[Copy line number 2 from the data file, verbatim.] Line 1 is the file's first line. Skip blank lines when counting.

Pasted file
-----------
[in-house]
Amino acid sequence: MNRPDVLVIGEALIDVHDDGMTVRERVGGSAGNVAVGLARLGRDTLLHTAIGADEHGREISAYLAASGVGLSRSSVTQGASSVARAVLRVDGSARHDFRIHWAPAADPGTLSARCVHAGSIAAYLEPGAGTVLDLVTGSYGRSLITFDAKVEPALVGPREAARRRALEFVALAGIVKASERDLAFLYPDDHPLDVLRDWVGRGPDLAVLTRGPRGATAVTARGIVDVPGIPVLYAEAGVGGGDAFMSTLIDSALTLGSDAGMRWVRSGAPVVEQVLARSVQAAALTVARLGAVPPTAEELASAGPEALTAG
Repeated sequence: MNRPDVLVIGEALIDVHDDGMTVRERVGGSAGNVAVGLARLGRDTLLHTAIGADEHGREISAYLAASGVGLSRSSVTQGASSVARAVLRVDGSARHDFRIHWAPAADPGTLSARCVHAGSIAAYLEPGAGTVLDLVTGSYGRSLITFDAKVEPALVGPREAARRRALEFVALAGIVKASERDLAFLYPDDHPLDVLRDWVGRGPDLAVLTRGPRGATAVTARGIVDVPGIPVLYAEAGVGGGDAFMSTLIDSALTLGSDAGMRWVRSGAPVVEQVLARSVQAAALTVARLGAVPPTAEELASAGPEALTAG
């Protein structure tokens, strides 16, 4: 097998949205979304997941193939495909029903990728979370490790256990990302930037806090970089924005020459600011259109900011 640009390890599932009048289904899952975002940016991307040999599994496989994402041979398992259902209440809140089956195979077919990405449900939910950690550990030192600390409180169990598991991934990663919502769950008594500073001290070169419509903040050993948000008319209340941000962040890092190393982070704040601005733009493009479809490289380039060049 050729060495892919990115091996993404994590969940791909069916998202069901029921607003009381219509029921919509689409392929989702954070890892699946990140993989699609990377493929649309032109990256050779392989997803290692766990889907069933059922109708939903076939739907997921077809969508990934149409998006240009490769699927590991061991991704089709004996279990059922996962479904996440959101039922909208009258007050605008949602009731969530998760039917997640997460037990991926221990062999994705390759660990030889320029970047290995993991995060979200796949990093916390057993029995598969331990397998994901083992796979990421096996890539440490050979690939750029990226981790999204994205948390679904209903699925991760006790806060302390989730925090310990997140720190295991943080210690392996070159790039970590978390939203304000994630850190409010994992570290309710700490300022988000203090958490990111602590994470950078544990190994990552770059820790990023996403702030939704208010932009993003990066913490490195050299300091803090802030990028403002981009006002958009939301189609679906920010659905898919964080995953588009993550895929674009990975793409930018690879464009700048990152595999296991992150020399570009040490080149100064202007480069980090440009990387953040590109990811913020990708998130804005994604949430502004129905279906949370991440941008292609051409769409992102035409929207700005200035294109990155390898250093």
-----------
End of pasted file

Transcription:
Amino acid sequence: MNRPDVLVIGEALIDVHDDGMTVRERVGGSAGNVAVGLARLGRDTLLHTAIGADEHGREISAYLAASGVGLSRSSVTQGASSVARAVLRVDGSARHDFRIHWAPAADPGTLSARCVHAGSIAAYLEPGAGTVLDLVTGSYGRSLITFDAKVEPALVGPREAARRRALEFVALAGIVKASERDLAFLYPDDHPLDVLRDWVGRGPDLAVLTRGPRGATAVTARGIVDVPGIPVLYAEAGVGGGDAFMSTLIDSALTLGSDAGMRWVRSGAPVVEQVLARSVQAAALTVARLGAVPPTAEELASAGPEALTAG